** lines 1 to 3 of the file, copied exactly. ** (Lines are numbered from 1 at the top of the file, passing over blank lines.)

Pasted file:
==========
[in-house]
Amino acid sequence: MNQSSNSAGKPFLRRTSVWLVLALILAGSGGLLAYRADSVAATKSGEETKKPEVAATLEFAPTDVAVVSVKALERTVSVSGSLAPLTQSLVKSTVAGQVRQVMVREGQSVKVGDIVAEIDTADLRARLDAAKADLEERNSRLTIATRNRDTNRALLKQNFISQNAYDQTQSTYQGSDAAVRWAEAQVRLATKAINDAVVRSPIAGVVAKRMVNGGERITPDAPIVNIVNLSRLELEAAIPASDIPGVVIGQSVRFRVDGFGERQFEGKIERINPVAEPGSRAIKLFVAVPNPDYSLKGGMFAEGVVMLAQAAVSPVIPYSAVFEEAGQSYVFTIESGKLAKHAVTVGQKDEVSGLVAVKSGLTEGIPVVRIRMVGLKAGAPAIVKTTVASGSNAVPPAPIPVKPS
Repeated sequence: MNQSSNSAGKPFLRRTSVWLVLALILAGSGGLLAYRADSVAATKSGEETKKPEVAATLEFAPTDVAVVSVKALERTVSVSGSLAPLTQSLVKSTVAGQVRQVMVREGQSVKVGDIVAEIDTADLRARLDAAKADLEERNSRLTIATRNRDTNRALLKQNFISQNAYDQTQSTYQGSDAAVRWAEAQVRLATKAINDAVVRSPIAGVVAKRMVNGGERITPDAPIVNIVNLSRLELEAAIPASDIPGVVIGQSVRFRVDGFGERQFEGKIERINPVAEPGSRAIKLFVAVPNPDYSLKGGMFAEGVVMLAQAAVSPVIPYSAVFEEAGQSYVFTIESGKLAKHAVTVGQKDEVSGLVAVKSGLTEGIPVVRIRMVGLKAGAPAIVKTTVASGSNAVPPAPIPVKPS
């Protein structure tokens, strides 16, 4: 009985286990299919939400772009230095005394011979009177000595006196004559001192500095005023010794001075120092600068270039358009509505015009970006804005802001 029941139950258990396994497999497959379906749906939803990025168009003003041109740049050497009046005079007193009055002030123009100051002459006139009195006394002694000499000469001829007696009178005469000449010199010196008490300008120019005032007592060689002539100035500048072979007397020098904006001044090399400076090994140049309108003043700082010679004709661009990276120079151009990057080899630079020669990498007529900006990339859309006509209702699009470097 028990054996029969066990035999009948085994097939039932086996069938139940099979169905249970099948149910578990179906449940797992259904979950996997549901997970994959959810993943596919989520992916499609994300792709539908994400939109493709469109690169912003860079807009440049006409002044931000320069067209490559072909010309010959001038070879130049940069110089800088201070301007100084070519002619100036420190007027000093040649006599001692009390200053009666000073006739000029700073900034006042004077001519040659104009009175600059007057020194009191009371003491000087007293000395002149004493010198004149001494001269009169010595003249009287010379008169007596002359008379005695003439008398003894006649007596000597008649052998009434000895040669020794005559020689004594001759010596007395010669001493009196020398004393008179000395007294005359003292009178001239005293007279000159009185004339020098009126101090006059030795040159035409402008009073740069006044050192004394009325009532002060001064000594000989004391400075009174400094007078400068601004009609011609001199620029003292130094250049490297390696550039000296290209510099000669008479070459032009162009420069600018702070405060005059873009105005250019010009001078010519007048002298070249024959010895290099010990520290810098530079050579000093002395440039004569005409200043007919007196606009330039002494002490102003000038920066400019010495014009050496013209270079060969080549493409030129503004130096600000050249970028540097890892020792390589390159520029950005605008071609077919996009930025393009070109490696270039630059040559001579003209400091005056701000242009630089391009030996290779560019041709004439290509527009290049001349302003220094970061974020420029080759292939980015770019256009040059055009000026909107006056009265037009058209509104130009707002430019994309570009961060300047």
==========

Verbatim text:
[in-house]
Amino acid sequence: MNQSSNSAGKPFLRRTSVWLVLALILAGSGGLLAYRADSVAATKSGEETKKPEVAATLEFAPTDVAVVSVKALERTVSVSGSLAPLTQSLVKSTVAGQVRQVMVREGQSVKVGDIVAEIDTADLRARLDAAKADLEERNSRLTIATRNRDTNRALLKQNFISQNAYDQTQSTYQGSDAAVRWAEAQVRLATKAINDAVVRSPIAGVVAKRMVNGGERITPDAPIVNIVNLSRLELEAAIPASDIPGVVIGQSVRFRVDGFGERQFEGKIERINPVAEPGSRAIKLFVAVPNPDYSLKGGMFAEGVVMLAQAAVSPVIPYSAVFEEAGQSYVFTIESGKLAKHAVTVGQKDEVSGLVAVKSGLTEGIPVVRIRMVGLKAGAPAIVKTTVASGSNAVPPAPIPVKPS
Repeated sequence: MNQSSNSAGKPFLRRTSVWLVLALILAGSGGLLAYRADSVAATKSGEETKKPEVAATLEFAPTDVAVVSVKALERTVSVSGSLAPLTQSLVKSTVAGQVRQVMVREGQSVKVGDIVAEIDTADLRARLDAAKADLEERNSRLTIATRNRDTNRALLKQNFISQNAYDQTQSTYQGSDAAVRWAEAQVRLATKAINDAVVRSPIAGVVAKRMVNGGERITPDAPIVNIVNLSRLELEAAIPASDIPGVVIGQSVRFRVDGFGERQFEGKIERINPVAEPGSRAIKLFVAVPNPDYSLKGGMFAEGVVMLAQAAVSPVIPYSAVFEEAGQSYVFTIESGKLAKHAVTVGQKDEVSGLVAVKSGLTEGIPVVRIRMVGLKAGAPAIVKTTVASGSNAVPPAPIPVKPS